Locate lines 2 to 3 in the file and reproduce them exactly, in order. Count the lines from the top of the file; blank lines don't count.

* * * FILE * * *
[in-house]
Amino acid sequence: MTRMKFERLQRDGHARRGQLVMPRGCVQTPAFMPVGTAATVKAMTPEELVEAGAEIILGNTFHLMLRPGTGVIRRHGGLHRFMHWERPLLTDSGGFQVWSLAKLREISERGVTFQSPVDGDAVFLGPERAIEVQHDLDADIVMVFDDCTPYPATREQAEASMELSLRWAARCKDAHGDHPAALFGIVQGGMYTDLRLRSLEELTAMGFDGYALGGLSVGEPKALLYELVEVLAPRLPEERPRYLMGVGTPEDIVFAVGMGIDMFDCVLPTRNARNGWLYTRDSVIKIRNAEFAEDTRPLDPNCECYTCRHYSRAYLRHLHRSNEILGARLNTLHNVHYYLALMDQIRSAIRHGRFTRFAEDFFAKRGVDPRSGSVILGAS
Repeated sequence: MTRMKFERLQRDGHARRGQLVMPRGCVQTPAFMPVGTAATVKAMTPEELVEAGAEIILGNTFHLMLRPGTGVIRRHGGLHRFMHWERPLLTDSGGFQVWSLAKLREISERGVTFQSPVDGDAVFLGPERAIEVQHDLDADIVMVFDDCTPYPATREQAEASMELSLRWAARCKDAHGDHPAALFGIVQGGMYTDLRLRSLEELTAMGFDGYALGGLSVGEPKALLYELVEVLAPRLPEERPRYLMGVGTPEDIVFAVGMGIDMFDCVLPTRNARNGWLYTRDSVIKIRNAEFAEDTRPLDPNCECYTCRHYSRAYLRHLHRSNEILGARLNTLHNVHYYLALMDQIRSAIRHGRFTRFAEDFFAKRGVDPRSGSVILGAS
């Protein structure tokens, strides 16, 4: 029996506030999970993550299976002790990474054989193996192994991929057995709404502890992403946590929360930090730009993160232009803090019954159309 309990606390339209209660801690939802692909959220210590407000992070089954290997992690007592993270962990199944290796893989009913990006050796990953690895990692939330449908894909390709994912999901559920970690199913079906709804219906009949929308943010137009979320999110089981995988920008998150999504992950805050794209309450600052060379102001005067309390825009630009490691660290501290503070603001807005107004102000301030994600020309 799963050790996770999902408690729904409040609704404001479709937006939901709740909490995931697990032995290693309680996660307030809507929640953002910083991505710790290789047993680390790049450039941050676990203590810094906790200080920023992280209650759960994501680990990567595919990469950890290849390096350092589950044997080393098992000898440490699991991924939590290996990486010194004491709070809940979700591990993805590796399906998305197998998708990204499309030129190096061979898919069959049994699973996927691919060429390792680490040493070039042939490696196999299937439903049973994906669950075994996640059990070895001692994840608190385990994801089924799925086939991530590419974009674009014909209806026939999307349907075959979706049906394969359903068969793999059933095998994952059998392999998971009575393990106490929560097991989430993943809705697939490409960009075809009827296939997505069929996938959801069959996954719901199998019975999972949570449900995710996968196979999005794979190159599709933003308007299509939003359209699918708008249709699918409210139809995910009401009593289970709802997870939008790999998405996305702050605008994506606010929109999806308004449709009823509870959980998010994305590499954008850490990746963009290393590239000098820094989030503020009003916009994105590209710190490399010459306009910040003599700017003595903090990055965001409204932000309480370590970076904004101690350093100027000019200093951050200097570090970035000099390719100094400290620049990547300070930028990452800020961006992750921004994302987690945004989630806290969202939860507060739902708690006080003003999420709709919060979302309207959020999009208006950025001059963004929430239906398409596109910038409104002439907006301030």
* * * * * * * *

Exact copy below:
Amino acid sequence: MTRMKFERLQRDGHARRGQLVMPRGCVQTPAFMPVGTAATVKAMTPEELVEAGAEIILGNTFHLMLRPGTGVIRRHGGLHRFMHWERPLLTDSGGFQVWSLAKLREISERGVTFQSPVDGDAVFLGPERAIEVQHDLDADIVMVFDDCTPYPATREQAEASMELSLRWAARCKDAHGDHPAALFGIVQGGMYTDLRLRSLEELTAMGFDGYALGGLSVGEPKALLYELVEVLAPRLPEERPRYLMGVGTPEDIVFAVGMGIDMFDCVLPTRNARNGWLYTRDSVIKIRNAEFAEDTRPLDPNCECYTCRHYSRAYLRHLHRSNEILGARLNTLHNVHYYLALMDQIRSAIRHGRFTRFAEDFFAKRGVDPRSGSVILGAS
Repeated sequence: MTRMKFERLQRDGHARRGQLVMPRGCVQTPAFMPVGTAATVKAMTPEELVEAGAEIILGNTFHLMLRPGTGVIRRHGGLHRFMHWERPLLTDSGGFQVWSLAKLREISERGVTFQSPVDGDAVFLGPERAIEVQHDLDADIVMVFDDCTPYPATREQAEASMELSLRWAARCKDAHGDHPAALFGIVQGGMYTDLRLRSLEELTAMGFDGYALGGLSVGEPKALLYELVEVLAPRLPEERPRYLMGVGTPEDIVFAVGMGIDMFDCVLPTRNARNGWLYTRDSVIKIRNAEFAEDTRPLDPNCECYTCRHYSRAYLRHLHRSNEILGARLNTLHNVHYYLALMDQIRSAIRHGRFTRFAEDFFAKRGVDPRSGSVILGAS